|Part of Chances new position is to be on the welcoming committee for incoming missionaries.|
I have some questions for you: (the first 2 are from Grandma Boekweg)
1. - Is your apartment at, by, or close to the mission office? (He talked about taking calls until midnight)
The apartment is about a 7 minute walk from the office. But my area is about a 45 minute walk from the office.... so that gets kind of old. You spend an hour just getting to area to proselyte.
I usually walk. My companion is the mission´s financial secretary, so he is always looking to save money. In other words, we don't spend money on taxis unless somebody is missing a leg. Ha ha ha. But it´s all good. I love the walk. It's cool. We walk past the only Fender guitar store that I think exists in Perú. If only I could play guitar........ ha ha ha
3. Have you been healthy?
Aside from some parasite symptoms, yes. That would be fun. It would be my own problem, as I am over the health of the missionaries.....
4. What do you do for P-day now?
I usually have to work through it. People are always sick. Sister missionaries call me round the clock. Ha ha ha. I have never talked on the phone with girls so much in my life.... pretty ironic. This is another one of those things that I could only see happening to myself. Ha ha. I have only had 3 Pdays here, so I don´t really know yet.
5. From Eileen- So chance - how is the new area? Peanut Butter? Does that mean it's a pretty big city? What could you compare it to? Is it going to be easier to get packages and letters? Are you able to do something besides soccer now on pday? What do you usually do for service?
Nutella is far superior to peanut butter, and they do have it here! The new area is weird. we got assigned to this place that is like a big construction site. It's basically empty. Nobody lives there yet, because none of the houses are finished. But we also have a really poor area of the city too. There aren´t really any skyscrapers here, it's just like endless amounts of suburbs and apartments. But it is really dirty. I think I compared it dirty Madrid or something. La plaza de armas aquí en Trujillo parece exactamente como una parte de España, pero creo que todavía, hay menos edificios y cosas así.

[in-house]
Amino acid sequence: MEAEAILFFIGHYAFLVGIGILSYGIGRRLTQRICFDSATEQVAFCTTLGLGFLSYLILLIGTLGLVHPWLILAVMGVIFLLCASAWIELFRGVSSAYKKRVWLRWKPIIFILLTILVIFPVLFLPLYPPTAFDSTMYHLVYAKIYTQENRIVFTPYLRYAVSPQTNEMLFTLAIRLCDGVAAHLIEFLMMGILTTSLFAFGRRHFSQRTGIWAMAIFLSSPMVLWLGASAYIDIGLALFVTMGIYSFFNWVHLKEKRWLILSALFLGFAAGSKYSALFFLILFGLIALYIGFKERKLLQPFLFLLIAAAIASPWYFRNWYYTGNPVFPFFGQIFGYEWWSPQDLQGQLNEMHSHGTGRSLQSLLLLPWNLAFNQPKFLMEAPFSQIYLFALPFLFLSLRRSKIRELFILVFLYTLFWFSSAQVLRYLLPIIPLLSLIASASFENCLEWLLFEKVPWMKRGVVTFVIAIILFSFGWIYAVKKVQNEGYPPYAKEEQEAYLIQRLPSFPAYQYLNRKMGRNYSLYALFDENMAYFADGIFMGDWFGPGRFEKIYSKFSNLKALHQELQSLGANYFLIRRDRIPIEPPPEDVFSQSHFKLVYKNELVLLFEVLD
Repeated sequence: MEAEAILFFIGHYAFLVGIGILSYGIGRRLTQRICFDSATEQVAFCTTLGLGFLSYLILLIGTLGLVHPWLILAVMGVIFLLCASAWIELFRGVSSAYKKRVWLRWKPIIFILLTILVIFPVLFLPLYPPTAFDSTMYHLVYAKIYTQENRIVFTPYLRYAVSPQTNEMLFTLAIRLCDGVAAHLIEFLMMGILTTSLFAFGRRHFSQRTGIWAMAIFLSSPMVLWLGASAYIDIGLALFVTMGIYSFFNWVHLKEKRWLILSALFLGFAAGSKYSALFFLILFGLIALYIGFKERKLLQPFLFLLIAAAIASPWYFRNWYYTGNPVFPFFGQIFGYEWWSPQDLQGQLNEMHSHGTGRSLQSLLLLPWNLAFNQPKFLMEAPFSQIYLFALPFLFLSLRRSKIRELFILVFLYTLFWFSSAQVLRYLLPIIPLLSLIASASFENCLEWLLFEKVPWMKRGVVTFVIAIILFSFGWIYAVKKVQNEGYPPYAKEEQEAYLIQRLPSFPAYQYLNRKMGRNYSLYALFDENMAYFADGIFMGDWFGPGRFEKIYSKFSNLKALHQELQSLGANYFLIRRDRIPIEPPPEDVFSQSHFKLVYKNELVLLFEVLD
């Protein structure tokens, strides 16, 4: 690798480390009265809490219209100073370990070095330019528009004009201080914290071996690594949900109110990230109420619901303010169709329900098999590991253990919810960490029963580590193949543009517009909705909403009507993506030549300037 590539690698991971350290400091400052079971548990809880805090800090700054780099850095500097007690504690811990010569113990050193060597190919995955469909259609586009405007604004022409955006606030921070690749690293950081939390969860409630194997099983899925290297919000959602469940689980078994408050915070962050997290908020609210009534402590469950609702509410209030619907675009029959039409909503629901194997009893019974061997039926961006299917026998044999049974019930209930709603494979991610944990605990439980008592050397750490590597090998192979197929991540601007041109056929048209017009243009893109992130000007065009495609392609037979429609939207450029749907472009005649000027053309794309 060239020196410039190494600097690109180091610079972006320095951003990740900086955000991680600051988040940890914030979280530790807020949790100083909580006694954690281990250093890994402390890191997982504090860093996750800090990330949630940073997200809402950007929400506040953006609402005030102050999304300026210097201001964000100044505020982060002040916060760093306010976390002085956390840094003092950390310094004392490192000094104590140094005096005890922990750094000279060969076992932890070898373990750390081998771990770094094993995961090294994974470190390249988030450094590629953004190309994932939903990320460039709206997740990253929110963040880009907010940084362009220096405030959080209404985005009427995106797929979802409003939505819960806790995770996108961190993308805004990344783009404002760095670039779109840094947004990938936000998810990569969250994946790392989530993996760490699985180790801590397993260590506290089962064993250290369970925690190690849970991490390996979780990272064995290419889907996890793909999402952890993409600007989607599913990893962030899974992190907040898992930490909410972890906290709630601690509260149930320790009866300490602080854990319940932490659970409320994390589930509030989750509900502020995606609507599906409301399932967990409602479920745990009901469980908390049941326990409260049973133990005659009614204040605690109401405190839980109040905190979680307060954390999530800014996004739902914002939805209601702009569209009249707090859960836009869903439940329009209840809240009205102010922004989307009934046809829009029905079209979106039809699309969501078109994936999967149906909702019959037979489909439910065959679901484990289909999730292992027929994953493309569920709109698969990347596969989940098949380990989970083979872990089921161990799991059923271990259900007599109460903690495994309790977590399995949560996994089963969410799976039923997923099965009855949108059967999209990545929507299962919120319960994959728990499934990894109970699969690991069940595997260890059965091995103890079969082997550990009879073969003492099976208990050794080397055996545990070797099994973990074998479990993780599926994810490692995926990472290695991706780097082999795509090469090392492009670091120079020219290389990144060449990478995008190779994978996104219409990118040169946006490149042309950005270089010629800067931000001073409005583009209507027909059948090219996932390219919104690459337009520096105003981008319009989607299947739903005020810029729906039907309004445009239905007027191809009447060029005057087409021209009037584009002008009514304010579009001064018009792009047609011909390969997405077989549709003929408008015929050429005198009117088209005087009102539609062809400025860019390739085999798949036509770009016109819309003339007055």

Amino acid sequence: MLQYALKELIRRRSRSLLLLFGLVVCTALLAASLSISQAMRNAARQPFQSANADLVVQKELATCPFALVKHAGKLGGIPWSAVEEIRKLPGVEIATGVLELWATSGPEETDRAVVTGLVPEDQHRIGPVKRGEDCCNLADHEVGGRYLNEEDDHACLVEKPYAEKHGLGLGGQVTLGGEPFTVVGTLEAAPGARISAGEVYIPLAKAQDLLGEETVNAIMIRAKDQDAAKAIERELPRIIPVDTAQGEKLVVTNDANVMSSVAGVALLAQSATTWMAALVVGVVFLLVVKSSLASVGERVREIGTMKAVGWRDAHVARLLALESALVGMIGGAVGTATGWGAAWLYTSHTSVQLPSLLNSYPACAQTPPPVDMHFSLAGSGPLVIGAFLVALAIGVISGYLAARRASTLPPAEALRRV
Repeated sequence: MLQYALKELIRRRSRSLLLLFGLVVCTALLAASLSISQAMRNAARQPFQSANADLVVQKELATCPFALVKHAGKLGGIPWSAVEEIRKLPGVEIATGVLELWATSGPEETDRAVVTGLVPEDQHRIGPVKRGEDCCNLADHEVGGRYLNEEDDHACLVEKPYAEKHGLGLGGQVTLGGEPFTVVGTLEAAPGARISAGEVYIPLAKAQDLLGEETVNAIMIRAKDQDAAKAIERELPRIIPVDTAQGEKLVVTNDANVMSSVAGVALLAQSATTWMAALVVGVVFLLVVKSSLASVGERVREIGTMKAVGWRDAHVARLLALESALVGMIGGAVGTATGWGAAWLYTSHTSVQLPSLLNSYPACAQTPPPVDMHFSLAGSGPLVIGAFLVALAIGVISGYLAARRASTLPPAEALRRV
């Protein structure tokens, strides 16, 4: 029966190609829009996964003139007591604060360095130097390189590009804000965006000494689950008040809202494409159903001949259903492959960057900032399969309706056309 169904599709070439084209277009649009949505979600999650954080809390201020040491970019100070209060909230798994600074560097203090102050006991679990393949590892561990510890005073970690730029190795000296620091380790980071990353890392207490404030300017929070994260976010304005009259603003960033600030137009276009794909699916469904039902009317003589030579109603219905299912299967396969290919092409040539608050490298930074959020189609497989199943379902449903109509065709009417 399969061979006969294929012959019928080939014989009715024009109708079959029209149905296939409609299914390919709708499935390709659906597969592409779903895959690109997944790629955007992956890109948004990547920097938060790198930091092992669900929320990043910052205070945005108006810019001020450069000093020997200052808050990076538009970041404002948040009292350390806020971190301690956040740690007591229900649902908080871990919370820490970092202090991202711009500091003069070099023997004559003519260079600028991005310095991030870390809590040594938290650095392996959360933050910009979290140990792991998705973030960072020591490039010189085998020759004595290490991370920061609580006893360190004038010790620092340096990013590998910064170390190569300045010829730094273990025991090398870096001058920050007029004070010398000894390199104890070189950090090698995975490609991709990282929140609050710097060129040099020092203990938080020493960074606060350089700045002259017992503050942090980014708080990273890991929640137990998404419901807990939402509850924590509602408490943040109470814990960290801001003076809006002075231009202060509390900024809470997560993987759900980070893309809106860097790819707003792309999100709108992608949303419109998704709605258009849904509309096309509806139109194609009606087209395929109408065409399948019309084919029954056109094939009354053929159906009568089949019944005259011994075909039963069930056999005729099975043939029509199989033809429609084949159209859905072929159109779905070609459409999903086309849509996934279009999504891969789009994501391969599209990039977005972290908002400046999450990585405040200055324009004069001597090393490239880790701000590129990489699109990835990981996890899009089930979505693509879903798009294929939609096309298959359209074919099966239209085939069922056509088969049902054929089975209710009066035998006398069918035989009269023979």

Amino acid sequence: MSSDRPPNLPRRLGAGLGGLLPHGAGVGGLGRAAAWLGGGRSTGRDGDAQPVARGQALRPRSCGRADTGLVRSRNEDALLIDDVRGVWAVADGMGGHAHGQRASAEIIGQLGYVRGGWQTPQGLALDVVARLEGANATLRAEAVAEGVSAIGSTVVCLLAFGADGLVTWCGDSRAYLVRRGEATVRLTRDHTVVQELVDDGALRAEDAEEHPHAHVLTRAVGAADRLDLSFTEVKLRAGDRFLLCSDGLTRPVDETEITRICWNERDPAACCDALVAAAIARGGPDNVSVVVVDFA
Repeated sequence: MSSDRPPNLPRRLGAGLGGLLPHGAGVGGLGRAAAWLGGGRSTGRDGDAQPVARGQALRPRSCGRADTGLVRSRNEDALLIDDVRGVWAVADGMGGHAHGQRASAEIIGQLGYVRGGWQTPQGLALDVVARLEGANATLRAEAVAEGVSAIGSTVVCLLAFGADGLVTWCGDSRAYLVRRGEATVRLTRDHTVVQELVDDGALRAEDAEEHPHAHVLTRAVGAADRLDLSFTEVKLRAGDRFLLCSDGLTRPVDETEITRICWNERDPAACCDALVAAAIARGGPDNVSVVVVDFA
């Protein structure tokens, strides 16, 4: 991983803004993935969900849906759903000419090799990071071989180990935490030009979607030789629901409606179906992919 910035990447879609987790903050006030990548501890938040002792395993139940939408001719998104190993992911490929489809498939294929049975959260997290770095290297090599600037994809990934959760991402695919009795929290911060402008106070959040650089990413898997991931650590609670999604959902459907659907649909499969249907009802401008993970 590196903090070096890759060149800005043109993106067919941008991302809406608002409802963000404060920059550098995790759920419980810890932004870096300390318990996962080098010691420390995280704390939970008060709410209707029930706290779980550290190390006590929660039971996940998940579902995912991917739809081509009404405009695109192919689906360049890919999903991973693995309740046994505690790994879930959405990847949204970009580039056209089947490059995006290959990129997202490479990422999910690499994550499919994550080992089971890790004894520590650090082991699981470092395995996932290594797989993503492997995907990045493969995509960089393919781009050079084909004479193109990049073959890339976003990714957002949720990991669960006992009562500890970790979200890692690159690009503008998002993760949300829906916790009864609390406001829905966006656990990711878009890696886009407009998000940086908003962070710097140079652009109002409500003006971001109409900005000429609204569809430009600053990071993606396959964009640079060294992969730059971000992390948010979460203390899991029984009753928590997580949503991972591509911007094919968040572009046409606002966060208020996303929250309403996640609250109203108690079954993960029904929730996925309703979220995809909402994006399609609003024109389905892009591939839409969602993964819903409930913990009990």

6. Did you get Dads letter?
Yes. By the end of the first paragraph, I cried. Thank you so much for writing me. Especially such a long letter. As a missionary, there are few joys greater than reading mail from your family. So it's always good when you find that a letter will take you a long time to read. It takes you home for just a second. I was glad to hear about all the things going on at home. I know it´s not easy for you to write letters. It's not easy for me to type. I understand perfectly. But I love you too. Did they get you to trade, your heroes for gold? Hot ashes for trees? Hot air for a cool breeze? Cold comfort for change? Did you exchange, a walk on part in the war for a lead role in a cage? Righteous. Rock on, my father.
7. It takes so long for me to ship you anything that Ive been thinking about Christmas and if you will need a calling card to call us? I have a package ready to go (not your Christmas package) and I can put a calling card in it so you will have it for sure. Should I?
No calling card. I get to Skype. 40 minutes. I'll be doing it here from the office. I hope I myself can get it figured out.
I love you. Things are crazy here. Still haven´t had time to take pictures. *The pictures on here are from Sister Marlers Blog.
20 new missionaries
Helping with the Sisters luggage
Welcome to Peru